At the time, Psychological Subtleties 2 was written, Banachek had a large amount of additional material, including commercial routines and tips from friends, that in total would have made that book too large to fit the format of the series. Although Psychological Subtleties 2 was acclaimed as the “Best Book of 2007,” we withheld some strong material with the intent of publishing a substantive companion to the series in a separate book. What you are holding is the culmination of a lifetime of research and development, through live performances from Banachek with contributions from an eclectic group of colleagues and professionals around the globe who understood the value and impact of the ideas from the first book.
The “Psychological Subtleties” series is considered by many to be the ultimate mentalism toolbox. Rarely do you find a magician, particularly in the mentalism community, who does not use some idea, trick or routine that has been inspired by Banachek’s magical philosophy, performances, or writings.
With this third book he continues to inspire readers with the “Psychological Subtleties” series by offering additional fresh and creative ideas along with full routines from both himself and his friends from around the globe. Here you will find routines from Paul Alberstat, Sean Waters, Robert Domenech, Leonardo Silverio, Colin McLeod, Andrew Gerard, Marc Spelmann, Peter Nardi, Don Marco, Craig Leonard, Peter Arcane, Brad Henderson, Mark Roberts, Leo Boudreau, Jonathan Grant, Tony Binarelli, Docc Hilford, Kenton Knepper, Michael Murray, Richard Busch, Bryan Quinn, Francis J. Menotti, Ravi, Raj Madhok, Greg Arce, David Penn, and Joseph Atmore.
Psychological Subtleties 3 has dozens of routines filled with layers of subtleties and psychological principles for your mentalism/magic toolbox.
In the Introduction to Psychological Subtleties 3, the living legend and international man of mystery, David Berglas talks about his relationship with Banachek and his respect for his skills.
Chapter One – Subtle Dealing with Difficult Spectators: Have you ever had your performance disrupted by a cell phone? Have you ever had a spectator refuse to reveal their thought-of number/card/item? Have you ever had a spectator deliberately lie to you about what they were thinking? This chapter deals with preventing and creating the perfect performance situation so these will never happen to you again.
Chapter Two – Subtle Creating the Perfect Situation: In this chapter you will learn how in the first two minutes to make a perfect impression for the rest of your show, equivoque subtleties, plus you will learn two amazing principles where you will appear to know intimate details about complete strangers. Why do psychological subtleties work for some performers but not for others? Banachek talks in this chapter about how conviction is the key. This chapter also includes how to use politically correct statements in your performance to influence your volunteer’s thoughts and a wonderful pseudo explanation to your audience of how you can made them think of a specific vegetable.
Chapter Three – Subtle Verbal: This is all about verbal “dual reality” and how to be both right and wrong at the same time. It is also how to phrase something so it is understood differently by your volunteer than by the audience. A couple effects from this chapter include “Picture Perfect” wherein a spectator is able to describe the color of a shirt, the color of the eyes, the time on a clock and the name of an individual in a picture without ever having seen it. “Ultimate Imagination” is a coin visualization routine wherein the performer is able to tell a spectator which invisible coin they are thinking of and which hand holds the coin.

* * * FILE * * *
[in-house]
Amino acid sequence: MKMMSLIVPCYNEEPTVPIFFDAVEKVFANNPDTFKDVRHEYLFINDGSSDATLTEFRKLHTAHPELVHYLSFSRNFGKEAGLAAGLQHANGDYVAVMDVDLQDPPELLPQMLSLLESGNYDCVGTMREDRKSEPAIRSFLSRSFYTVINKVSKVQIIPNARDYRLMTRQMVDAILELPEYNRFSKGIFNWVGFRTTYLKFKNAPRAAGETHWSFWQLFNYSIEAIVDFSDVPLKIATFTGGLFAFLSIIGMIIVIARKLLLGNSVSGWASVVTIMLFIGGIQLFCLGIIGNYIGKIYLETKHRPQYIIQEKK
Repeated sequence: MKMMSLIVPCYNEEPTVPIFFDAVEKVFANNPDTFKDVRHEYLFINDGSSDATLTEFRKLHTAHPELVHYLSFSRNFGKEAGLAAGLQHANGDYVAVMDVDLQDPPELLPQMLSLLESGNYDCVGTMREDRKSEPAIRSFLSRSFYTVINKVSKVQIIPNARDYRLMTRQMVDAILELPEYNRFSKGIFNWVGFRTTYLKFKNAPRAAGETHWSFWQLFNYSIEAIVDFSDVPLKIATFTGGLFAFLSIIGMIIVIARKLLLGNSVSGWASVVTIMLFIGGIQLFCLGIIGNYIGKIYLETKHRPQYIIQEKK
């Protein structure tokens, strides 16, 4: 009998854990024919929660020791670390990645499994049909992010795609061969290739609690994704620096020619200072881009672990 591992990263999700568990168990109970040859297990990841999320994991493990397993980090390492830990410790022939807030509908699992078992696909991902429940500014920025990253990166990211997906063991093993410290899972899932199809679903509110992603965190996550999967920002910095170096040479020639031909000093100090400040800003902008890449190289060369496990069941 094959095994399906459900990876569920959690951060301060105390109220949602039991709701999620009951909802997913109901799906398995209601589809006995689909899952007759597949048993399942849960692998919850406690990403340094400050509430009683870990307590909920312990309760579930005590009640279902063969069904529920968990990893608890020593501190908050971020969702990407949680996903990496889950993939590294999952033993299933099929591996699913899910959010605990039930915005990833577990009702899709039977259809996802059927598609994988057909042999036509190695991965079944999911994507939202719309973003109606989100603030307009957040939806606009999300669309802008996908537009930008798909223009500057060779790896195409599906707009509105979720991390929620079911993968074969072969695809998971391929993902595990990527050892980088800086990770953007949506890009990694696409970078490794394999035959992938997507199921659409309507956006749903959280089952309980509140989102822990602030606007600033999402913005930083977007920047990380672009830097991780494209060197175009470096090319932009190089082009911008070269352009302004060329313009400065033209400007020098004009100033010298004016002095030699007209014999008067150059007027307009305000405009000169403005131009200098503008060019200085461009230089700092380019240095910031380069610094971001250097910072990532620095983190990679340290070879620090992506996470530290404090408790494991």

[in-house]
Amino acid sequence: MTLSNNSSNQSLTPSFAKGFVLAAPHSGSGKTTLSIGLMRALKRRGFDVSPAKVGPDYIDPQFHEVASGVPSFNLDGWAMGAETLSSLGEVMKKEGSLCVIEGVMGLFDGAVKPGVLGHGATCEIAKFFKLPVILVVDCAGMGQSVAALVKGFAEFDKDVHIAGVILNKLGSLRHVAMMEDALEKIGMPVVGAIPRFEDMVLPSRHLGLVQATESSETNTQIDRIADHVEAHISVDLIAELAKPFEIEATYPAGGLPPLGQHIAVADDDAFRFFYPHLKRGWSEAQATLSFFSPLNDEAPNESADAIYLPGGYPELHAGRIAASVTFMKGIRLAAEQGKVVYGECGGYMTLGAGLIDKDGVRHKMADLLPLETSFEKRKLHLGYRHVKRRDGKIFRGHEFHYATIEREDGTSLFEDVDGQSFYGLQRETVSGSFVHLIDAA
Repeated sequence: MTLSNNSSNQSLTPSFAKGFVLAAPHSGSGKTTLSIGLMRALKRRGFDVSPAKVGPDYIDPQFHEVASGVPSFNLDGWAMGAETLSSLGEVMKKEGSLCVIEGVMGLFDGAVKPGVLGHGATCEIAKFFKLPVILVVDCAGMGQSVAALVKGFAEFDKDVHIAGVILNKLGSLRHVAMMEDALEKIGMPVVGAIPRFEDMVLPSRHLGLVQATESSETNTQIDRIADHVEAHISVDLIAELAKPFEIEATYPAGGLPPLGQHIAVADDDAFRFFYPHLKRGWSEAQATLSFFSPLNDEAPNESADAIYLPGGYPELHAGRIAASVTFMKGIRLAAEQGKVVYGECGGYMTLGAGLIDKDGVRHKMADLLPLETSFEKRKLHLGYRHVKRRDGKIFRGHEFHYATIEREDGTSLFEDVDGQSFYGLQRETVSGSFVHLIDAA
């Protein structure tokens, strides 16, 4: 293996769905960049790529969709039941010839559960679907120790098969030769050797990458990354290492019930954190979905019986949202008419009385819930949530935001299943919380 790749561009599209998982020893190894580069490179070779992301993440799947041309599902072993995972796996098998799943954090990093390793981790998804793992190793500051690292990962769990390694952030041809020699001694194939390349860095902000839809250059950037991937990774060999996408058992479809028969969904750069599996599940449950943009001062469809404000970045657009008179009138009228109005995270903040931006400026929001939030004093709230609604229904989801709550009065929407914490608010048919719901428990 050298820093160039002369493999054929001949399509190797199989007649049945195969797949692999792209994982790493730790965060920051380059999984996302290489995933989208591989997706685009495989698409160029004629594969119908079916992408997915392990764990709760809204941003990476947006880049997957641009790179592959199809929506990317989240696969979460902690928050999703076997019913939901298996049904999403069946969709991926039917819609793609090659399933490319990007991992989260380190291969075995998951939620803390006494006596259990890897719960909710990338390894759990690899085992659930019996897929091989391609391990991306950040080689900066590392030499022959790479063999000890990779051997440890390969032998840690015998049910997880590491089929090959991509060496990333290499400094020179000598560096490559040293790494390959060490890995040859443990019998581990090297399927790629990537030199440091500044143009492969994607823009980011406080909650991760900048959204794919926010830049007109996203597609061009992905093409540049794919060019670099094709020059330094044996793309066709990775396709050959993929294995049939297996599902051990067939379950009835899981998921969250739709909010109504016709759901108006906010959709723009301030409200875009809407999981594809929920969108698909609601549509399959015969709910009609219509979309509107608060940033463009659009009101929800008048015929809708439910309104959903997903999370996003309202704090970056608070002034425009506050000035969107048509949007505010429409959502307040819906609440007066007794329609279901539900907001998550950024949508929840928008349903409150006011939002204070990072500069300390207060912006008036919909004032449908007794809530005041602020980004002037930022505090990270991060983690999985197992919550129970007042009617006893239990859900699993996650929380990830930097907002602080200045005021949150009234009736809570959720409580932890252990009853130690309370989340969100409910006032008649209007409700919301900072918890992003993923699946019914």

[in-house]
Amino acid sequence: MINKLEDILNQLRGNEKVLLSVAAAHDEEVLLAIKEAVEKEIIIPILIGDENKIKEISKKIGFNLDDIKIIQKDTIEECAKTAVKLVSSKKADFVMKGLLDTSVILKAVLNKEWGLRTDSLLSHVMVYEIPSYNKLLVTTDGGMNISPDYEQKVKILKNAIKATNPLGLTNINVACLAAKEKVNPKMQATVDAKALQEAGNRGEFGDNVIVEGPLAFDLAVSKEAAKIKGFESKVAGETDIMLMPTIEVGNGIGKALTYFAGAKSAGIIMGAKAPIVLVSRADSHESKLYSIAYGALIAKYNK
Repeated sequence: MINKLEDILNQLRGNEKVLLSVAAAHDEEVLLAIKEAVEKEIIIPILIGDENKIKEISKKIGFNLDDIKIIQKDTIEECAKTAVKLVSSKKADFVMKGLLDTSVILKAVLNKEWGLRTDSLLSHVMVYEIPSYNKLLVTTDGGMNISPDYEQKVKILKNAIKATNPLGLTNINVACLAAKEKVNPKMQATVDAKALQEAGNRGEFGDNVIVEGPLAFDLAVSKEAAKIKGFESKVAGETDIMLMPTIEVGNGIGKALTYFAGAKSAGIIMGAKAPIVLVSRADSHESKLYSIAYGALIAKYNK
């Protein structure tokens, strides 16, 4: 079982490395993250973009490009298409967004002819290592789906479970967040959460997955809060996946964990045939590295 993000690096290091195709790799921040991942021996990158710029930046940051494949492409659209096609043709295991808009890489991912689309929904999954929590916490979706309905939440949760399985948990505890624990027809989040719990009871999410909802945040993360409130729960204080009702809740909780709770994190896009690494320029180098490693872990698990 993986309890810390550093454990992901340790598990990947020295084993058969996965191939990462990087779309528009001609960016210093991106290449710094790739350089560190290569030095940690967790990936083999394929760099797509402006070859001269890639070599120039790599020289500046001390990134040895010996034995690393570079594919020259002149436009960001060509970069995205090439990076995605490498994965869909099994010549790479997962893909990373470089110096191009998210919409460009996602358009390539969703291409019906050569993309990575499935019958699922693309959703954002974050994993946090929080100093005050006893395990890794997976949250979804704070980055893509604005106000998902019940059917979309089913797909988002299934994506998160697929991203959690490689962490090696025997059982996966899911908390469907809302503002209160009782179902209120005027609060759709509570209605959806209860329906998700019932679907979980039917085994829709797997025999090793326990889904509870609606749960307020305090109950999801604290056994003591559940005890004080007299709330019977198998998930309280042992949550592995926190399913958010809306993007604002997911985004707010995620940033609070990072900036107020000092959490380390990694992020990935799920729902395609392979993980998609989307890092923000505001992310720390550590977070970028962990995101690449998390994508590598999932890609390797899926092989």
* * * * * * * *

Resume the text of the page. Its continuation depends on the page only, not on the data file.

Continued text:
Chapter Four – Subtle Drawings: Drawn from Banachek’s professional repertoire, this chapter reveals one of his favorite ploys: the Cheshire Cat Principle. In this effect you know how a spectator is drawing a picture in their mind and also the fact that they left out a major detail in their drawing. Among other effects and principles in this chapter, you will learn a multiple picture duplication, another picture duplication using nothing but psychological subtleties, and a routine where the performer predicts a picture drawn by a spectator.
Chapter Five – Subtle Letters: This chapter revisits Banachek’s principle where spectators mix up letters in a word and think of one and you know what it is. The first two effects take this principle to a new level by allowing you to not only know the letter, but also animals, places, people, and other specific things that reside in the spectator’s minds. The chapter closes with a very diabolical book test.
Chapter Six – Subtle Cards: This chapter deals with how to use various psychological principles to force playing cards.
Chapter Seven – Subtle Dates: Four spectators think of a date on the calendar. The performer correctly identifies the dates that three spectators are thinking of and concludes with a startling revelation of a fourth spectator’s thought. This was originally sold for $20.00 as Kenton’s Kalendar. Also included in this chapter are two different methods for revealing the day of the week in a calendar year.
Chapter Eight – Subtle Psychokinesis: When it comes to metal bending, it is imperative that the audience sees the participant feeling the psychokinesis (PK) happening. Do you want to make spectators feel hot, cold or feel taps/touches or feel metal bend in a bag? This chapter goes into detail on how to create these impressions both psychologically and physically.
Chapter Nine – Subtle Telephone: Play a dramatic game of Russian Roulette, reveal a song that a